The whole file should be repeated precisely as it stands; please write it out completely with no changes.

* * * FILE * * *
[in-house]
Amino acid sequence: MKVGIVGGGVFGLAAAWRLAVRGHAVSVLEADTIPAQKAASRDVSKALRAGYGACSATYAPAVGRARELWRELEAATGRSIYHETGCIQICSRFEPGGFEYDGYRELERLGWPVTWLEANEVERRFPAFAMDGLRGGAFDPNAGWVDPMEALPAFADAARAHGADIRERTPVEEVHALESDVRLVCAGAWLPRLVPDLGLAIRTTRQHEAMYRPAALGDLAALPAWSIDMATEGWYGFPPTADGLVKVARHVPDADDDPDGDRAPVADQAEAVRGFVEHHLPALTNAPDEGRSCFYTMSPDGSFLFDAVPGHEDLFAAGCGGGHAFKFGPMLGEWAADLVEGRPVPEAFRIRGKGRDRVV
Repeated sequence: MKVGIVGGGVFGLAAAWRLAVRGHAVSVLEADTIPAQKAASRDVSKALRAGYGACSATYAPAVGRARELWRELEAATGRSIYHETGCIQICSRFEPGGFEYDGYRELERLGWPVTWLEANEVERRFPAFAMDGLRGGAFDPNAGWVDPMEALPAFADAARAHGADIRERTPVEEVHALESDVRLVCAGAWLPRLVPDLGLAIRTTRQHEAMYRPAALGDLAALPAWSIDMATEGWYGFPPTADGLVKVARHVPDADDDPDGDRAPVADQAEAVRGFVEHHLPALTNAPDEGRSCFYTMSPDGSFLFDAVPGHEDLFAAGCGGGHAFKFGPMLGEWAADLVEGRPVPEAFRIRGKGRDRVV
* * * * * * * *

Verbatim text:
[in-house]
Amino acid sequence: MKVGIVGGGVFGLAAAWRLAVRGHAVSVLEADTIPAQKAASRDVSKALRAGYGACSATYAPAVGRARELWRELEAATGRSIYHETGCIQICSRFEPGGFEYDGYRELERLGWPVTWLEANEVERRFPAFAMDGLRGGAFDPNAGWVDPMEALPAFADAARAHGADIRERTPVEEVHALESDVRLVCAGAWLPRLVPDLGLAIRTTRQHEAMYRPAALGDLAALPAWSIDMATEGWYGFPPTADGLVKVARHVPDADDDPDGDRAPVADQAEAVRGFVEHHLPALTNAPDEGRSCFYTMSPDGSFLFDAVPGHEDLFAAGCGGGHAFKFGPMLGEWAADLVEGRPVPEAFRIRGKGRDRVV
Repeated sequence: MKVGIVGGGVFGLAAAWRLAVRGHAVSVLEADTIPAQKAASRDVSKALRAGYGACSATYAPAVGRARELWRELEAATGRSIYHETGCIQICSRFEPGGFEYDGYRELERLGWPVTWLEANEVERRFPAFAMDGLRGGAFDPNAGWVDPMEALPAFADAARAHGADIRERTPVEEVHALESDVRLVCAGAWLPRLVPDLGLAIRTTRQHEAMYRPAALGDLAALPAWSIDMATEGWYGFPPTADGLVKVARHVPDADDDPDGDRAPVADQAEAVRGFVEHHLPALTNAPDEGRSCFYTMSPDGSFLFDAVPGHEDLFAAGCGGGHAFKFGPMLGEWAADLVEGRPVPEAFRIRGKGRDRVV